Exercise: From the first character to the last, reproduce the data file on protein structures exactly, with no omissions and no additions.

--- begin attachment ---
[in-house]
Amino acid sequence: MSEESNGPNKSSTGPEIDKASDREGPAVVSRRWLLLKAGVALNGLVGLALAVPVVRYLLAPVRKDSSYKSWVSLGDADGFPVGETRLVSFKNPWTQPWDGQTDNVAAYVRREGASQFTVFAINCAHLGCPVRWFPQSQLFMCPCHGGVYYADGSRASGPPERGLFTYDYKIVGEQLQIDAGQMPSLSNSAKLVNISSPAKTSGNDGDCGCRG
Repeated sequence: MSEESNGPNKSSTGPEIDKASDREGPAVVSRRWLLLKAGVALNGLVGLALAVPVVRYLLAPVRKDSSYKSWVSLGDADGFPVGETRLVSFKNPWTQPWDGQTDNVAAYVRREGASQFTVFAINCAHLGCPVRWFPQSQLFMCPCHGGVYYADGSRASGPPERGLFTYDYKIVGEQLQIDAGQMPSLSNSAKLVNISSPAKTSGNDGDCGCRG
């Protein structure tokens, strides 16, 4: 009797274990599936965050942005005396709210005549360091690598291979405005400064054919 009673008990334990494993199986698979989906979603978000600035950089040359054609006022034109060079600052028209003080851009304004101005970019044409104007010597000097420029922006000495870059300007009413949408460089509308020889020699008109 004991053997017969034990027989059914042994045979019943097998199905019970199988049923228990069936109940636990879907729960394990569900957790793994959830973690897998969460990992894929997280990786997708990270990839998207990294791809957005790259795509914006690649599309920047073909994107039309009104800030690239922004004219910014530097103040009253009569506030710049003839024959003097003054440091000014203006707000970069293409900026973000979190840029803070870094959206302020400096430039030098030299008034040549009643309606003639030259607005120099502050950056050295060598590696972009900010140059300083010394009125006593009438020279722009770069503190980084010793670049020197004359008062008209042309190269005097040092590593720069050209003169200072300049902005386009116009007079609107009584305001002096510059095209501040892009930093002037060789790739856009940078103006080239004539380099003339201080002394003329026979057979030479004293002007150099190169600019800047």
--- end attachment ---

[in-house]
Amino acid sequence: MSEESNGPNKSSTGPEIDKASDREGPAVVSRRWLLLKAGVALNGLVGLALAVPVVRYLLAPVRKDSSYKSWVSLGDADGFPVGETRLVSFKNPWTQPWDGQTDNVAAYVRREGASQFTVFAINCAHLGCPVRWFPQSQLFMCPCHGGVYYADGSRASGPPERGLFTYDYKIVGEQLQIDAGQMPSLSNSAKLVNISSPAKTSGNDGDCGCRG
Repeated sequence: MSEESNGPNKSSTGPEIDKASDREGPAVVSRRWLLLKAGVALNGLVGLALAVPVVRYLLAPVRKDSSYKSWVSLGDADGFPVGETRLVSFKNPWTQPWDGQTDNVAAYVRREGASQFTVFAINCAHLGCPVRWFPQSQLFMCPCHGGVYYADGSRASGPPERGLFTYDYKIVGEQLQIDAGQMPSLSNSAKLVNISSPAKTSGNDGDCGCRG
């Protein structure tokens, strides 16, 4: 009797274990599936965050942005005396709210005549360091690598291979405005400064054919 009673008990334990494993199986698979989906979603978000600035950089040359054609006022034109060079600052028209003080851009304004101005970019044409104007010597000097420029922006000495870059300007009413949408460089509308020889020699008109 004991053997017969034990027989059914042994045979019943097998199905019970199988049923228990069936109940636990879907729960394990569900957790793994959830973690897998969460990992894929997280990786997708990270990839998207990294791809957005790259795509914006690649599309920047073909994107039309009104800030690239922004004219910014530097103040009253009569506030710049003839024959003097003054440091000014203006707000970069293409900026973000979190840029803070870094959206302020400096430039030098030299008034040549009643309606003639030259607005120099502050950056050295060598590696972009900010140059300083010394009125006593009438020279722009770069503190980084010793670049020197004359008062008209042309190269005097040092590593720069050209003169200072300049902005386009116009007079609107009584305001002096510059095209501040892009930093002037060789790739856009940078103006080239004539380099003339201080002394003329026979057979030479004293002007150099190169600019800047």